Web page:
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Dean Brown: Here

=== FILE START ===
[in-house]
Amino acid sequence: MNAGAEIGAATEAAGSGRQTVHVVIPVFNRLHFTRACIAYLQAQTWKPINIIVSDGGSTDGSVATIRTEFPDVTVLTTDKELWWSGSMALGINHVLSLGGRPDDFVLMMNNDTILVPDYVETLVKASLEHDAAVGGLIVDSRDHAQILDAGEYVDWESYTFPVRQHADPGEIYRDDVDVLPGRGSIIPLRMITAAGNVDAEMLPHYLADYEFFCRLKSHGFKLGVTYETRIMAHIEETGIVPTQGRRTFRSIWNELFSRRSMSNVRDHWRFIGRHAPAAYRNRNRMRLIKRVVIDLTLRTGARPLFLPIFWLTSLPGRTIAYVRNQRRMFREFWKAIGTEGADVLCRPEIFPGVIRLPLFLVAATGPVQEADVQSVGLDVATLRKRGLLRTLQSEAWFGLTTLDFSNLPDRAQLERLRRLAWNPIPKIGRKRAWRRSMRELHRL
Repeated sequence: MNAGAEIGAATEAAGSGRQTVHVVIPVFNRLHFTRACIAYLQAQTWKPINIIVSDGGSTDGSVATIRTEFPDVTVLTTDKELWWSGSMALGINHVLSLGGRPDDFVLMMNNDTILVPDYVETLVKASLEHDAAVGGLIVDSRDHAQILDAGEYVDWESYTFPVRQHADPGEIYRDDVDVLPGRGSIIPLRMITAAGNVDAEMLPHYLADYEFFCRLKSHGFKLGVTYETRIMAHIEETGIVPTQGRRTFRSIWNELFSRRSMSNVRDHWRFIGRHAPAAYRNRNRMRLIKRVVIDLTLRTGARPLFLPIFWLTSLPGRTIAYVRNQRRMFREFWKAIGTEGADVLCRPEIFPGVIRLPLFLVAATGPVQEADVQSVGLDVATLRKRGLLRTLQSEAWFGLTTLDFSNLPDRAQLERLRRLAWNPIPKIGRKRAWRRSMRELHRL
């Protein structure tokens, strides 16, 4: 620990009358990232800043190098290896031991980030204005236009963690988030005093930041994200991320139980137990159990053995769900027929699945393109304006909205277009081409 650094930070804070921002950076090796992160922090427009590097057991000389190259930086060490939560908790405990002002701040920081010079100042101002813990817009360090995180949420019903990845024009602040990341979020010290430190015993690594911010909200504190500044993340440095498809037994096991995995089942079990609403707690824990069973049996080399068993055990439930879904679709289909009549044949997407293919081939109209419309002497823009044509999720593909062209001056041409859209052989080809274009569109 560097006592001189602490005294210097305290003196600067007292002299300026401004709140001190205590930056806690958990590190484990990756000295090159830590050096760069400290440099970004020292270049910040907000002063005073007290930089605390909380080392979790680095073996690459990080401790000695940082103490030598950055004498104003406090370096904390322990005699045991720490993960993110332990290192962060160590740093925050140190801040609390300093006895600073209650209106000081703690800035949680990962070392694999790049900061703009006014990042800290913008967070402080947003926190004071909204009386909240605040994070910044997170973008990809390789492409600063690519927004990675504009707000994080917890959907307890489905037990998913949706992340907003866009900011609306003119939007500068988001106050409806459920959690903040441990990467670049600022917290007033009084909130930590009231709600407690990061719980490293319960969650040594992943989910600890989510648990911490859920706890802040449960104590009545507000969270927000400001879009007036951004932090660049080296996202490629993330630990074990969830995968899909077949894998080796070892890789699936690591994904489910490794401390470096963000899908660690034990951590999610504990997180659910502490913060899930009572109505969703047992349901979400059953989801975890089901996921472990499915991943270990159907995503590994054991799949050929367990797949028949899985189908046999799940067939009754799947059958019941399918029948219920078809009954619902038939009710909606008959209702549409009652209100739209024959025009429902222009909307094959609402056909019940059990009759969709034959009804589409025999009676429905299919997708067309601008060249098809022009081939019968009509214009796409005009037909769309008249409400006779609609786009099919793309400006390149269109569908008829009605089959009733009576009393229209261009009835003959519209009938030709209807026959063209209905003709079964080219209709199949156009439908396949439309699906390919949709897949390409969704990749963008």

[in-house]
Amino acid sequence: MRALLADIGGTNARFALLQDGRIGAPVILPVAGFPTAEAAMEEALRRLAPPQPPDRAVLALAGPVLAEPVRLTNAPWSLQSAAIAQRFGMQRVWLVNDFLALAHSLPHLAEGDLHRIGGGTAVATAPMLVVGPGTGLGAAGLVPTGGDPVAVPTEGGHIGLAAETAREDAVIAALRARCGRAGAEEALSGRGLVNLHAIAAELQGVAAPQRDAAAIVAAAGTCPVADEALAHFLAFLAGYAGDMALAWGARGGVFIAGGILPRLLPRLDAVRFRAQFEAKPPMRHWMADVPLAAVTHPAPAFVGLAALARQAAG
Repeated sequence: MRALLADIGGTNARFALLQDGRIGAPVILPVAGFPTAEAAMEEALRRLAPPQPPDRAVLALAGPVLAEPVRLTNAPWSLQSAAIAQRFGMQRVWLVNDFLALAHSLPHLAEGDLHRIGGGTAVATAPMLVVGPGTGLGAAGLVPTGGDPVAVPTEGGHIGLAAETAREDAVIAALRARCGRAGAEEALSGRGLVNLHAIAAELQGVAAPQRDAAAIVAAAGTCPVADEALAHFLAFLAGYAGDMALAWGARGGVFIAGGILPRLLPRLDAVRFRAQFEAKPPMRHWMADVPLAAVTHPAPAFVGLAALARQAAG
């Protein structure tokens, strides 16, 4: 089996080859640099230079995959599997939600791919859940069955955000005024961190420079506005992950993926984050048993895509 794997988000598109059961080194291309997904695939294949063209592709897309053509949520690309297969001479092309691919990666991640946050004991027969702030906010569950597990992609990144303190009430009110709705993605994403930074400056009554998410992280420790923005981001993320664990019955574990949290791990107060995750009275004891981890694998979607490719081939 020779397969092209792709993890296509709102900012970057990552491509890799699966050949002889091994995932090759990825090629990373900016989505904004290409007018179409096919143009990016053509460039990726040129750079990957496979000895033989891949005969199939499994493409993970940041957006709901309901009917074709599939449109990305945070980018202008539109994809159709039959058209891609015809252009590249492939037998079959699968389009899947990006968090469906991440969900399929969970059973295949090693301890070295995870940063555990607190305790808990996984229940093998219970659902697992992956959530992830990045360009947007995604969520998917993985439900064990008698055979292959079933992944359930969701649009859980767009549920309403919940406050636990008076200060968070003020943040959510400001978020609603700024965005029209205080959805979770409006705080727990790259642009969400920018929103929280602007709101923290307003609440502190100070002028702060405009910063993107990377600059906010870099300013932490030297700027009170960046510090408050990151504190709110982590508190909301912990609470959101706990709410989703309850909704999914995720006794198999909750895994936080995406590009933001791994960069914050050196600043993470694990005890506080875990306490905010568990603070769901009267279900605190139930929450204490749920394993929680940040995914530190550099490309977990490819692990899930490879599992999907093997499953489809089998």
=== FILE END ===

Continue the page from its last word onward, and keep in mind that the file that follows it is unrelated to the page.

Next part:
A deftly jazzy, edgy funk effort, Dean Brown’s Here (ESC Records ESC 4903; 68:13) is also a reluctant all-star outing, as a phalanx of guests weave their signature sounds into the guitarist’s vibrant, bracing compositions. The star turns offer appropriate presence, rather than distracting showcase (or showboat solos) on songs written with their particular talents in mind. For example, the dark-shaded acoustic introspection of “Gemini” segues into an off-timed exploration via Marcus Miller’s singing, crying fretless bass-a pitch-perfect voice for the tune’s haunted quality. Likewise, the hard-edged funk beats and wicked guitar work on “Take This!” call for extreme, outrageous horns-a call best answered by Randy Brecker and Bill Evans. Though great guest moments abound (David Sanborn’s strong alto on the uplifting soul piece “Back in the Day” is another example), the biggest revelation is Brown. The versatile guitarist and writer is as comfortable with deep blue shuffle and swing (“Big Foot”) as with smooth, melodic lines (“Believe Me,” with George Duke). The album’s sole cover takes the Beatles’ “Baby You’re a Rich Man,” amps up the psychedelia with a funk twist and adds vocals with a tribal chant feel-and that’s just one of the many surprises and insights offered Here.

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